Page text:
Written by Michelle Lewis, Master Gardener
As we near the end of the year, I’ve been pondering what we’ve learned from gardening this year. Now, keep in mind, our perspective might be different than those who grew up here. My husband and I moved from California 2 years ago.
- Clean up those garden beds in the Fall. Bugs hide in fall foliage which can mean more bugs in the Spring.
- Using newspaper to line a garden or walkway before mulching in the Spring makes a great weed barrier that deters weeds for the whole season. I couldn’t believe how lining the walkway around our herb garden made it virtually weed free! I can count on one hand how many weeds I pulled up in there! I spent so much time weeding the year before.
- Take advantage of re-seeding varieties of flowers and veggies. This year, we moved our Zinnia spent blooms to the perimeter of our fence-line. In the Spring, there will be a beautiful wall of flowers! I love how our compost pile was a great cultivator for tomatoes. Our volunteer tomatoes were better than some of the ones we planted.
- So many things can be started from seeds. Timing is everything. Know your zone and when to start those seeds. It saves so much money and you have the satisfaction of growing it yourself!
- Raised beds have less disease and insect problems than from the ground. You can really control the soil and compost mix to get the right mix of healthy soil.
- Some things do not start well from seeds. Rosemary, Lavender and Stevia in particular. It’s apparently very hard to grow lavender here. It’s not dry enough. Though I was able to grow one Rosemary plant from seed, the other 19 I planted did not come up at all. Arp is the hardiest variety of Rosemary for this zone. Stevia is better grown from a plant purchased from the nursery. My nursery plants did extremely well in a full-sun location.
- We discovered a great heirloom tomato, Black Krim. It’s a lovely tomato with deep shades of green and red. The taste in my opinion is how a tomato should taste. It’s not too sweet. The plant produces nice-sized tomatoes.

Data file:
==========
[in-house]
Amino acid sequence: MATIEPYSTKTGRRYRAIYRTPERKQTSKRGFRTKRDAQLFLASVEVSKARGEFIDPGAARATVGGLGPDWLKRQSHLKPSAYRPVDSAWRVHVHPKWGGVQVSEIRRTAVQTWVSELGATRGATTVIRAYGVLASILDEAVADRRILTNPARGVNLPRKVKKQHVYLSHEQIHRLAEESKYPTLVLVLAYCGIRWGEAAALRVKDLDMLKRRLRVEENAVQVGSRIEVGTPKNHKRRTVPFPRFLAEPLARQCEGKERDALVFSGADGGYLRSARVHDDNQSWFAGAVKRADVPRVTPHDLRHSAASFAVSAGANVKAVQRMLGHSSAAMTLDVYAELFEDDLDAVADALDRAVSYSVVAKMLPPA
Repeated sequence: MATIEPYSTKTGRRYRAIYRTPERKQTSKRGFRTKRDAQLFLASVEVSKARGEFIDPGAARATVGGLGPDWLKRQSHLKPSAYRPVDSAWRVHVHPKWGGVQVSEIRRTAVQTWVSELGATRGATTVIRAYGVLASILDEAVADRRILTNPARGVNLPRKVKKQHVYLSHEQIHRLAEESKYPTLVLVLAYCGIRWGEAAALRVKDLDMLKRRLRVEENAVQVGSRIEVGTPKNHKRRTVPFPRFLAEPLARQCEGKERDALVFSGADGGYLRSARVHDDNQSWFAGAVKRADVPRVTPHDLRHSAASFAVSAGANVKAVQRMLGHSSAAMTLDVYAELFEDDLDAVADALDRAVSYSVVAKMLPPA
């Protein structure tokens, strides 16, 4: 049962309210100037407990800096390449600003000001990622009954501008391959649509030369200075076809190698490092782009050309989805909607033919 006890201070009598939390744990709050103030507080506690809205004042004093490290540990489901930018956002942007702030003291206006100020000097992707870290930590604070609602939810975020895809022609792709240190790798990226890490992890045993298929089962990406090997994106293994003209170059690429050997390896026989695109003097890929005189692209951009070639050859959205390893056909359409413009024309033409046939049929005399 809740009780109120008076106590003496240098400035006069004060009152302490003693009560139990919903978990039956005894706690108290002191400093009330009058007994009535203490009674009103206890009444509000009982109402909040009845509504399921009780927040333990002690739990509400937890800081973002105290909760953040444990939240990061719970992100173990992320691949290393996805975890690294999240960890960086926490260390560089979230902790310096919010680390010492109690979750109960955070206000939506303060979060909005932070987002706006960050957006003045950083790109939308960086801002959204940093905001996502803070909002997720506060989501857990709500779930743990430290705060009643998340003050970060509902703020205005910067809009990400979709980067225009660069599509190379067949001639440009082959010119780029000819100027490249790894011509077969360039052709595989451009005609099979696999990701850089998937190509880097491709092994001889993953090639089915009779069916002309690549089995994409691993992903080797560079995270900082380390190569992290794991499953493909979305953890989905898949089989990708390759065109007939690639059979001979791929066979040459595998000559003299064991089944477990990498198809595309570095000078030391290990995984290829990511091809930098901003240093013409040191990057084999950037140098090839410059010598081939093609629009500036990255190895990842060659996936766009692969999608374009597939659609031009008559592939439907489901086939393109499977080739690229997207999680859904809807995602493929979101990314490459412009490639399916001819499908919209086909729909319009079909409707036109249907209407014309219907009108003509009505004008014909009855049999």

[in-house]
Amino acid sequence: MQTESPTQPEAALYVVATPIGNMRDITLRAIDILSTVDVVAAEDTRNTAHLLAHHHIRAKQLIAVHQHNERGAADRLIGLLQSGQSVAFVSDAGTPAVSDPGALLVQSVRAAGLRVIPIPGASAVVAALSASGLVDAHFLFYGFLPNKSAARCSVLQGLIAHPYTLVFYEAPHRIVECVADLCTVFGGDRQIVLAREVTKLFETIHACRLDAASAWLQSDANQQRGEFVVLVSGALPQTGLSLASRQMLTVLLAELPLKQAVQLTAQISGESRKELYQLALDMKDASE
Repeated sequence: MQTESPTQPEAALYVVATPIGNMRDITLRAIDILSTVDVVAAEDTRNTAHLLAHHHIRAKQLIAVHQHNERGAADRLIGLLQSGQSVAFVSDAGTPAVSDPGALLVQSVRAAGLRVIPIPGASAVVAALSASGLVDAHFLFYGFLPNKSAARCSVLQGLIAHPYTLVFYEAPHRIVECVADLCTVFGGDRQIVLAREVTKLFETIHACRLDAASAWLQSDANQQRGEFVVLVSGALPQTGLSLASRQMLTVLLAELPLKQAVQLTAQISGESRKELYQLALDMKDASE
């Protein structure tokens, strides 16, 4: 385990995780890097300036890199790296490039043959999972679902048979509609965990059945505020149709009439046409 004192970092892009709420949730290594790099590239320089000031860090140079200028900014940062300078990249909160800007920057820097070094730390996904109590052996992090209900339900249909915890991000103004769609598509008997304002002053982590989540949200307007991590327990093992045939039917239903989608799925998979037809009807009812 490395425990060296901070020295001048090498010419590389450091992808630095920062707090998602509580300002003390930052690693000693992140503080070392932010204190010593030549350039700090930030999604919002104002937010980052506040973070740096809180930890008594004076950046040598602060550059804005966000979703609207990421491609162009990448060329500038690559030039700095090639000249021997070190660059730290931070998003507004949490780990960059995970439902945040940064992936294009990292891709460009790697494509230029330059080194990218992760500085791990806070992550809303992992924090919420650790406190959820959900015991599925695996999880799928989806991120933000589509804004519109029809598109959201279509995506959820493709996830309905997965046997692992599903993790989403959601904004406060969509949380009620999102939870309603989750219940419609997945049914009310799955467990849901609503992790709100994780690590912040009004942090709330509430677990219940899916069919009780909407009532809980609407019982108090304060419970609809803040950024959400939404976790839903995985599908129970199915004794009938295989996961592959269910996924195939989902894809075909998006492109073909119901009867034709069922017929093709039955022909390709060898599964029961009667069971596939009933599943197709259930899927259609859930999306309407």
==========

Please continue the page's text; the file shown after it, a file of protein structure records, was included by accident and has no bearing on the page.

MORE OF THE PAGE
- Grow the things you use close to the house. I hear this often, but I was reminded this year how lazy I am when it comes to picking produce. My herb garden was so conveniently located, that all I had to do was go outside the gate and I had access to the herbs and tomatoes. We are expanding that garden next year because of this. Growing things like herbs, tomatoes and peppers are things we use often. Besides, they are also so beautiful and give us so much enjoyment.
- Saving seeds is not that hard. It’s easy to save cilantro seeds. Let them go to seed. Wait till they dry up a little, then cut them and let them dry more. Bag up the seeds for future use. Cilantro grows best in a full sun location. Saving tomato seeds is easy. Remove the seeds and their gel. Put in a small bowl, add a cup of water and cover with a piece of Serrane wrap. Wait 3-4 days and you will see that the gel will disappear leaving only the seeds. Strain and let them fully dry on a paper towel. Store in a sealed container or bag.
- Grow what does well here. While this sounds like a no-brainer, I’ve found that there are some plants that are more trouble than they’re worth. I love plants that are trouble-free. Most herbs do not have insect problems. When plants flourish, spread out and multiply, there are less weeds. Tarragon and Lavender do not do well here, but other herbs flourish in our climate. Zinnias were my favorite flowers this year! 1o plants gave me a whole section of flowers all season. Hollyhocks, while they were not totally insect free produced well, looked relatively nice and re-seeded themselves.
- Our main practice has been to avoid insecticides. As long as we incorporate compost and do a crop rotation, we haven’t had to go to these extremes. Well-maintained soil has been the key to healthy plants for us.
- Watering only the plant has reduced a lot of our weeds. When we watered with a sprinkler, we had tons of weeds! Our main goal for next Spring is to install drip irrigation which will further the reduction of weeds.
This is the season to dream and plan for the Spring garden. May your garden dreams be big and beautiful and may it become all that you dream!
Photos and article by Kay Kress
As a retired teacher I still love to take care of the little ones and watch them grow. These days most of my little ones are plants. My tomatoes have survived the cold weather and actually thrived with the help of “Wall O Water“. You can purchase them from most seed catalogs. Just fill the cells with water and place around the plant in the daytime. The water retains the heat of the day. Plants can survive even down to 10 degrees F. Some retailers call them, “Kozy Koats”. They are reusable.
My radishes have done well in their mini greenhouses; raised beds covered with fabric supported with PVC pipe. I also have lettuces, arugula, onions, cabbage, broccoli, and beets in these beds.